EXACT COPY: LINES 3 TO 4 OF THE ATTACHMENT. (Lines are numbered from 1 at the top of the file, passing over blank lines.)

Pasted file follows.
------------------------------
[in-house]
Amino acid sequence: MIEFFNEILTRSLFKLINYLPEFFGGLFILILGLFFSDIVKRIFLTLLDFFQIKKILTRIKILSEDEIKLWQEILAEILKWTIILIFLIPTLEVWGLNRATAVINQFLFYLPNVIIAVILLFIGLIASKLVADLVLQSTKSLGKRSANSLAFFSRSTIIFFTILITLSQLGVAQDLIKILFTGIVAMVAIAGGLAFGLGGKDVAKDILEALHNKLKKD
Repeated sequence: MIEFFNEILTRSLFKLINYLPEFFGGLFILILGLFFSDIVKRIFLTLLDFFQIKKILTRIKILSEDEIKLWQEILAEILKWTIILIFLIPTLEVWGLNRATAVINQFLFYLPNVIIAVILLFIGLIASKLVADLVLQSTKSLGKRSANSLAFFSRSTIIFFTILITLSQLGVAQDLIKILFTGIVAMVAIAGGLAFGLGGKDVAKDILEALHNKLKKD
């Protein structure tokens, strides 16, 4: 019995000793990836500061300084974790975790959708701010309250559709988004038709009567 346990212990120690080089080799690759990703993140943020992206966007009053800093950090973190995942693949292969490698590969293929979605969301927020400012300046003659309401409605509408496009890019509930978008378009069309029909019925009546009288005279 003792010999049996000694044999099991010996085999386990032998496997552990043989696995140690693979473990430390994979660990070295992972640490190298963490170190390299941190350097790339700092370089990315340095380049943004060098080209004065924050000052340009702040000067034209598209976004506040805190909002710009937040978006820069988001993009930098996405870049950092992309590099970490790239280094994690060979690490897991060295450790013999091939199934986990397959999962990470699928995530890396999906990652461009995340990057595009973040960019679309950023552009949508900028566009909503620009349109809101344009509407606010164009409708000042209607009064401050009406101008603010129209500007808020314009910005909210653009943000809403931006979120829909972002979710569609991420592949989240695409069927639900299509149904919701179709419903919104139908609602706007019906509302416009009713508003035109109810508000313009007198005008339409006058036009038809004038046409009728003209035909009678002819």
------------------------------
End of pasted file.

Repeated sequence: MIEFFNEILTRSLFKLINYLPEFFGGLFILILGLFFSDIVKRIFLTLLDFFQIKKILTRIKILSEDEIKLWQEILAEILKWTIILIFLIPTLEVWGLNRATAVINQFLFYLPNVIIAVILLFIGLIASKLVADLVLQSTKSLGKRSANSLAFFSRSTIIFFTILITLSQLGVAQDLIKILFTGIVAMVAIAGGLAFGLGGKDVAKDILEALHNKLKKD
């Protein structure tokens, strides 16, 4: 019995000793990836500061300084974790975790959708701010309250559709988004038709009567 346990212990120690080089080799690759990703993140943020992206966007009053800093950090973190995942693949292969490698590969293929979605969301927020400012300046003659309401409605509408496009890019509930978008378009069309029909019925009546009288005279 003792010999049996000694044999099991010996085999386990032998496997552990043989696995140690693979473990430390994979660990070295992972640490190298963490170190390299941190350097790339700092370089990315340095380049943004060098080209004065924050000052340009702040000067034209598209976004506040805190909002710009937040978006820069988001993009930098996405870049950092992309590099970490790239280094994690060979690490897991060295450790013999091939199934986990397959999962990470699928995530890396999906990652461009995340990057595009973040960019679309950023552009949508900028566009909503620009349109809101344009509407606010164009409708000042209607009064401050009406101008603010129209500007808020314009910005909210653009943000809403931006979120829909972002979710569609991420592949989240695409069927639900299509149904919701179709419903919104139908609602706007019906509302416009009713508003035109109810508000313009007198005008339409006058036009038809004038046409009728003209035909009678002819």